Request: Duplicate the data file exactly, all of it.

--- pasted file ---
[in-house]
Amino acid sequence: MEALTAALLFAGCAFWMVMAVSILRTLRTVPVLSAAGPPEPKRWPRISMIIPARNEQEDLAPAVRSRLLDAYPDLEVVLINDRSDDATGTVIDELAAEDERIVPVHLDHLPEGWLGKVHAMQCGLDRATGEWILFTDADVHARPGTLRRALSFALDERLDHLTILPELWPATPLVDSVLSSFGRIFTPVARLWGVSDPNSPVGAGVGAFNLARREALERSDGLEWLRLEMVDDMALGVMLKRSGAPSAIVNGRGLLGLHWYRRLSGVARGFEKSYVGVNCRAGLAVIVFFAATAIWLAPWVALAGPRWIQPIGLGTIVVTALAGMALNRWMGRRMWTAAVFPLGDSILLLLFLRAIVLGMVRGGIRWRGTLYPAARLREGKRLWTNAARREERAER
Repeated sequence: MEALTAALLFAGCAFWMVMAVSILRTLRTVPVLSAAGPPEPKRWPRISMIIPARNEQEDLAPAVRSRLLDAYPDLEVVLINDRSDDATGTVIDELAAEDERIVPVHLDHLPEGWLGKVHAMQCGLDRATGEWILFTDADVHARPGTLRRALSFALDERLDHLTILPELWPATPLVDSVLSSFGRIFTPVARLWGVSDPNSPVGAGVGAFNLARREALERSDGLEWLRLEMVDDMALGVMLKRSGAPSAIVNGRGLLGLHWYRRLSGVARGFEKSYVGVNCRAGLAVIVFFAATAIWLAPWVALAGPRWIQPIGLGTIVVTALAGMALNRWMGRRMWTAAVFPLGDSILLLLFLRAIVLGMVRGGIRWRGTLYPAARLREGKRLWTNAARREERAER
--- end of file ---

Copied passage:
[in-house]
Amino acid sequence: MEALTAALLFAGCAFWMVMAVSILRTLRTVPVLSAAGPPEPKRWPRISMIIPARNEQEDLAPAVRSRLLDAYPDLEVVLINDRSDDATGTVIDELAAEDERIVPVHLDHLPEGWLGKVHAMQCGLDRATGEWILFTDADVHARPGTLRRALSFALDERLDHLTILPELWPATPLVDSVLSSFGRIFTPVARLWGVSDPNSPVGAGVGAFNLARREALERSDGLEWLRLEMVDDMALGVMLKRSGAPSAIVNGRGLLGLHWYRRLSGVARGFEKSYVGVNCRAGLAVIVFFAATAIWLAPWVALAGPRWIQPIGLGTIVVTALAGMALNRWMGRRMWTAAVFPLGDSILLLLFLRAIVLGMVRGGIRWRGTLYPAARLREGKRLWTNAARREERAER
Repeated sequence: MEALTAALLFAGCAFWMVMAVSILRTLRTVPVLSAAGPPEPKRWPRISMIIPARNEQEDLAPAVRSRLLDAYPDLEVVLINDRSDDATGTVIDELAAEDERIVPVHLDHLPEGWLGKVHAMQCGLDRATGEWILFTDADVHARPGTLRRALSFALDERLDHLTILPELWPATPLVDSVLSSFGRIFTPVARLWGVSDPNSPVGAGVGAFNLARREALERSDGLEWLRLEMVDDMALGVMLKRSGAPSAIVNGRGLLGLHWYRRLSGVARGFEKSYVGVNCRAGLAVIVFFAATAIWLAPWVALAGPRWIQPIGLGTIVVTALAGMALNRWMGRRMWTAAVFPLGDSILLLLFLRAIVLGMVRGGIRWRGTLYPAARLREGKRLWTNAARREERAER